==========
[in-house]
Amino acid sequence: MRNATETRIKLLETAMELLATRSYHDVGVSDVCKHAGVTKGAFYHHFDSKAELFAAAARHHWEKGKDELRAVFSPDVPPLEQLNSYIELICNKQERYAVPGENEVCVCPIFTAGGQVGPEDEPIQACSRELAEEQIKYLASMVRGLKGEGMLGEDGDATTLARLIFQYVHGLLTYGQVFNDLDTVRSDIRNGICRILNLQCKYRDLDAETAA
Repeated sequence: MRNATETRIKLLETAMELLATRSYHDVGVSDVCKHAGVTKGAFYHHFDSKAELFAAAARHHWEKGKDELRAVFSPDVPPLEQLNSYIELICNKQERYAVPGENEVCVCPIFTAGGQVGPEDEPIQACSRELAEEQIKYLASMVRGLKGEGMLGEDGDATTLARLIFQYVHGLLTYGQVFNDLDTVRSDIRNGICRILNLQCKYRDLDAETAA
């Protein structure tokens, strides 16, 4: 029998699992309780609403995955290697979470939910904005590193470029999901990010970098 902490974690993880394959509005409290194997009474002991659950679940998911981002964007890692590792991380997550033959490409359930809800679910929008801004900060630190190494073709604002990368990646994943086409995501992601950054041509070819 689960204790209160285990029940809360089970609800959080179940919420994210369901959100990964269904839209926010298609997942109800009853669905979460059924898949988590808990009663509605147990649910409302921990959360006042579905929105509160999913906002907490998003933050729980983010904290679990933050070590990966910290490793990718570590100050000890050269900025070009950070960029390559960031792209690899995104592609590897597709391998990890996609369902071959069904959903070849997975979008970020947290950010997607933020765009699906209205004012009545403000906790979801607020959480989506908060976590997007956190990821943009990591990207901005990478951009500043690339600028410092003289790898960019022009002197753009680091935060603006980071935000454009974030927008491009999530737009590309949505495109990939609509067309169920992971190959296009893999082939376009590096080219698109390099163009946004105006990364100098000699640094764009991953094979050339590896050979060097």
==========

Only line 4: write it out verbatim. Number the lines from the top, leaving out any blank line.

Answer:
């Protein structure tokens, strides 16, 4: 029998699992309780609403995955290697979470939910904005590193470029999901990010970098 902490974690993880394959509005409290194997009474002991659950679940998911981002964007890692590792991380997550033959490409359930809800679910929008801004900060630190190494073709604002990368990646994943086409995501992601950054041509070819 689960204790209160285990029940809360089970609800959080179940919420994210369901959100990964269904839209926010298609997942109800009853669905979460059924898949988590808990009663509605147990649910409302921990959360006042579905929105509160999913906002907490998003933050729980983010904290679990933050070590990966910290490793990718570590100050000890050269900025070009950070960029390559960031792209690899995104592609590897597709391998990890996609369902071959069904959903070849997975979008970020947290950010997607933020765009699906209205004012009545403000906790979801607020959480989506908060976590997007956190990821943009990591990207901005990478951009500043690339600028410092003289790898960019022009002197753009680091935060603006980071935000454009974030927008491009999530737009590309949505495109990939609509067309169920992971190959296009893999082939376009590096080219698109390099163009946004105006990364100098000699640094764009991953094979050339590896050979060097």